Climbing onto the truck, they nodded and made fanning gestures indicating how hot they were from their little bush walk. We were sweltering simply sitting in the shade so I could imagine how hot they were. The trip back was quicker, and scarier, than the trip up as the truck travelled much faster down hill than up. Coupled with the ruts and potholes, the uneven track bounced us out of our seats a number of times, causing a few stifled screams followed by giggles of delight. It really was a relief to be back at the base. With a few waves and “Bye-bye’s” to our fellow travellers, we set off back toward Yangon.
Back in the car, I started feeling a little unwell. Sort of funny in the tummy. Having not eaten since breakfast, I put it down to hunger and heat. We stopped at a little town for a late lunch after an hour, where the steamed rice and stir fried veggies hit the spot. The owner brought out beers for us, while his two sons practised their English with us as we ate. “Happy happy” said the owner, seemingly pleased to have had foreigners in his establishment. Small puppies circled at our feet as we enjoyed the cool beer. A few younger children from the neighbouring stalls popped their heads around the corner to see us foreigners, running away giggling when we smiled at them with a little finger wave. All the while, scooters and tractor-jalopy of various sizes came and went from the petrol station and other hardware stands. The town was like a hundred other along the road, the name of which I can’t find or see on any map (and I forgot to ask Kyaw), but the food and hospitality of the host were quite memorable.
It took over four hours to return to the outskirts of Yangon. A new major highway made the last part very quick – that is until we hit the ‘no motor cycle zone’. You see, the local government banned motorbikes in the main city of Yangon. Not far from the airport, there was a very distinctive difference to the traffic once we crossed that point. Suddenly, we were in the midst of a sea of cars; literally bumper to bumper. That last few kilometres to the Myanmar Life hotel close to Yangon airport took almost an hour.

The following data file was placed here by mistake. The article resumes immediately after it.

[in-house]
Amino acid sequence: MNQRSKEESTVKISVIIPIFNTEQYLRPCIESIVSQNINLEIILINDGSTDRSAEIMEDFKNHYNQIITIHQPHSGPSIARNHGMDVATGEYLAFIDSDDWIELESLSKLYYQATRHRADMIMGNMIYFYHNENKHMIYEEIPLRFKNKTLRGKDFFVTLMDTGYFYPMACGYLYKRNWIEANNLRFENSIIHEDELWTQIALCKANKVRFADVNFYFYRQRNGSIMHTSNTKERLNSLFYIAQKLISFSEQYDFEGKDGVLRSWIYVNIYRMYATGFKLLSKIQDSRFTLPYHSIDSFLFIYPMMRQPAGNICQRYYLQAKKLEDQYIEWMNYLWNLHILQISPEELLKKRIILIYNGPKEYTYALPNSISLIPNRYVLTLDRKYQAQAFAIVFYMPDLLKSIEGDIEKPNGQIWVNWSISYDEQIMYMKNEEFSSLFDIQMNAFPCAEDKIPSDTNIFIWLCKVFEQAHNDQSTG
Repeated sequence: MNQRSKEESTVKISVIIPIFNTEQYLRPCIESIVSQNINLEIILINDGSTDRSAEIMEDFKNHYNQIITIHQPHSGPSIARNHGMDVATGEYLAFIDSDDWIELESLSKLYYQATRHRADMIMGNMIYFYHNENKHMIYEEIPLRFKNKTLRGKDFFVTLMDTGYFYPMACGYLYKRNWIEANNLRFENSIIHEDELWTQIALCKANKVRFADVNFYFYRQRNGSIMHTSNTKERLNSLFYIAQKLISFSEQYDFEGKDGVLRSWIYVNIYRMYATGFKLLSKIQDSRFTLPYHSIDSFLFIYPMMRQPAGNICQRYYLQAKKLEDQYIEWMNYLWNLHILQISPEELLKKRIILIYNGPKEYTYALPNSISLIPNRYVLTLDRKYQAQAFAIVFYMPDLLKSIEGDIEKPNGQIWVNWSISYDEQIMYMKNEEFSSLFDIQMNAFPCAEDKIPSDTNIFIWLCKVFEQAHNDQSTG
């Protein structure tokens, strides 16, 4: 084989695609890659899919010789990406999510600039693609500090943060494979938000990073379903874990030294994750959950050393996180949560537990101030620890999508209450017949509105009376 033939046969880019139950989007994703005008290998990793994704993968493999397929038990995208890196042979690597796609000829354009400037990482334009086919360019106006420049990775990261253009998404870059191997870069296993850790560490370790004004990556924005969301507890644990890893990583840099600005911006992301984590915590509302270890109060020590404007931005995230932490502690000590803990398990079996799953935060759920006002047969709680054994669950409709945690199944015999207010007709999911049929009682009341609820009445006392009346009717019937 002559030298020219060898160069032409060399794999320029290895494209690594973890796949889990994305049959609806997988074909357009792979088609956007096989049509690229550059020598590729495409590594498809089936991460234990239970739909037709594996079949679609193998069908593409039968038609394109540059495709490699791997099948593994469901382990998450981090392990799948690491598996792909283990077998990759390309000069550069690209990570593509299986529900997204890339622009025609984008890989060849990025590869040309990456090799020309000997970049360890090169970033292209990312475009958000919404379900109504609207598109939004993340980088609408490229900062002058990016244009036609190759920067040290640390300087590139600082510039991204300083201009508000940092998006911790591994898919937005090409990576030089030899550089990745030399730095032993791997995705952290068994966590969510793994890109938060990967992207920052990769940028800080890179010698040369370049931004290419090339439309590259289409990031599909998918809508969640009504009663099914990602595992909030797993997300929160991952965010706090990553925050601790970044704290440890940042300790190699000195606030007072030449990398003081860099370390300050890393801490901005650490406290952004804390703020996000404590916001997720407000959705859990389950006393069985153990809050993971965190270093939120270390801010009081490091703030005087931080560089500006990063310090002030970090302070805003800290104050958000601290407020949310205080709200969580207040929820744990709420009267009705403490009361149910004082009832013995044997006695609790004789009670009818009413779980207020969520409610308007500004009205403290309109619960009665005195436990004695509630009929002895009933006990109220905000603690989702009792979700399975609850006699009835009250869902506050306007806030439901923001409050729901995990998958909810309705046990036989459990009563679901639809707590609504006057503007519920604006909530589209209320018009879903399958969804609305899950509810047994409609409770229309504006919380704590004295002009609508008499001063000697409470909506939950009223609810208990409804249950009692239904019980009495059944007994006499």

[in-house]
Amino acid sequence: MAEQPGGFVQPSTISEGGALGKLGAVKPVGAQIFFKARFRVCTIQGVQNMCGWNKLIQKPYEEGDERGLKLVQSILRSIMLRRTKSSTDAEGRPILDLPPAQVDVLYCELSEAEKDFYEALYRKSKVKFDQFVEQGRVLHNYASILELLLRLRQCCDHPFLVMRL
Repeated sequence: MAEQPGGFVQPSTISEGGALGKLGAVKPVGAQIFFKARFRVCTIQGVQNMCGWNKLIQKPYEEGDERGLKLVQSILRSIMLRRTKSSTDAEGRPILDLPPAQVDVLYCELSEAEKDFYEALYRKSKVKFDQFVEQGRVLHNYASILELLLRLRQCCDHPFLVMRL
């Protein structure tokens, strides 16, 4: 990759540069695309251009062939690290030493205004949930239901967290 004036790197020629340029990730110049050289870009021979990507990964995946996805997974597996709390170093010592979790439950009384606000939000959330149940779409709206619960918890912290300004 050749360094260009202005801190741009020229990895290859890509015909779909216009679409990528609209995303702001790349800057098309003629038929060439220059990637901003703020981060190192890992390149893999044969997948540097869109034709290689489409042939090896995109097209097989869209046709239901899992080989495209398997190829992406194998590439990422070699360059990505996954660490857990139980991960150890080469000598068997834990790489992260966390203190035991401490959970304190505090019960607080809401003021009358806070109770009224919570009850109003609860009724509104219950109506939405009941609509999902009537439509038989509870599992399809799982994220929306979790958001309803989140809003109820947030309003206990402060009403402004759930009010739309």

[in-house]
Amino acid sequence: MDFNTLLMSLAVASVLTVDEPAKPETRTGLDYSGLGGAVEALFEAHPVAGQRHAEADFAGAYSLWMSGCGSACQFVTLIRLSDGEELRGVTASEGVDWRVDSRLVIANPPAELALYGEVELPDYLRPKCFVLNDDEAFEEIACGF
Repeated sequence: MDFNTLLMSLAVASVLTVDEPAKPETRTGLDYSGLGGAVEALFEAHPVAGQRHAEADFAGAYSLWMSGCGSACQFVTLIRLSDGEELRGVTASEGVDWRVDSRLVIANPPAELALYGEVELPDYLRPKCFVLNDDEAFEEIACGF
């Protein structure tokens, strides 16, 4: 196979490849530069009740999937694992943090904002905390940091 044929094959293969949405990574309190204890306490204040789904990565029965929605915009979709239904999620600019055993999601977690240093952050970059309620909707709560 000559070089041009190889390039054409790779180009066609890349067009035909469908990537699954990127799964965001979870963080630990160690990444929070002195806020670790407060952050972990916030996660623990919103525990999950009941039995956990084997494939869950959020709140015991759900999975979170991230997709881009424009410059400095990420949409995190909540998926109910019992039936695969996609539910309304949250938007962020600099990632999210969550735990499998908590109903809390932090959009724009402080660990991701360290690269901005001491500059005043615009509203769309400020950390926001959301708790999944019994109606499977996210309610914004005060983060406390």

Time to bid a farewell to Kyaw, our jolly driver of the last five days. J and I had put aside a decent tip for him, with us both enjoying his careful and patient driving, as well as taking us to many lesser known places. “When you come back Yangon, you ring me I come drive you”. No problems. We actually arranged for Kyaw to pick us up from the airport in a few weeks when we returned for our last night in Myanmar before flying home.
Check in was smooth, and our room a little non-descript but adequate. I flopped onto the firm bed quite exhausted from our travel. Don’t you find it extraordinary that sitting in a car or plane for hours in transit can be so tiring? That upset tummy feeling had returned, and I knew that this time it was not hunger. O-oh… please no travellers gastro. J went for a wonder up the local street to find some drinks and cigarettes, while I tried to relax. By the time he returned, my digestive system had hit a turning point – literally, making for a less than ideal night’s sleep. Oh well, nothing like a funny tummy for a 6am flight!